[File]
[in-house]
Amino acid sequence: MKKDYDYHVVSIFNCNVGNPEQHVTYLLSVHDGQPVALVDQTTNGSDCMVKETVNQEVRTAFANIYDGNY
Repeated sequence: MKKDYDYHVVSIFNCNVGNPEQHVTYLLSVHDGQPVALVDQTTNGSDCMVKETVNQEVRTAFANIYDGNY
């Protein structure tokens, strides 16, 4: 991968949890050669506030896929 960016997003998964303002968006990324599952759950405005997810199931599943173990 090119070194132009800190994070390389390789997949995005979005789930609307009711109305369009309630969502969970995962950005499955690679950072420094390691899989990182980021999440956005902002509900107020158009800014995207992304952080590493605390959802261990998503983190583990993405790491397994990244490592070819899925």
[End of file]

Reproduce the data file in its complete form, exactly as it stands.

[in-house]
Amino acid sequence: MKKDYDYHVVSIFNCNVGNPEQHVTYLLSVHDGQPVALVDQTTNGSDCMVKETVNQEVRTAFANIYDGNY
Repeated sequence: MKKDYDYHVVSIFNCNVGNPEQHVTYLLSVHDGQPVALVDQTTNGSDCMVKETVNQEVRTAFANIYDGNY
């Protein structure tokens, strides 16, 4: 991968949890050669506030896929 960016997003998964303002968006990324599952759950405005997810199931599943173990 090119070194132009800190994070390389390789997949995005979005789930609307009711109305369009309630969502969970995962950005499955690679950072420094390691899989990182980021999440956005902002509900107020158009800014995207992304952080590493605390959802261990998503983190583990993405790491397994990244490592070819899925």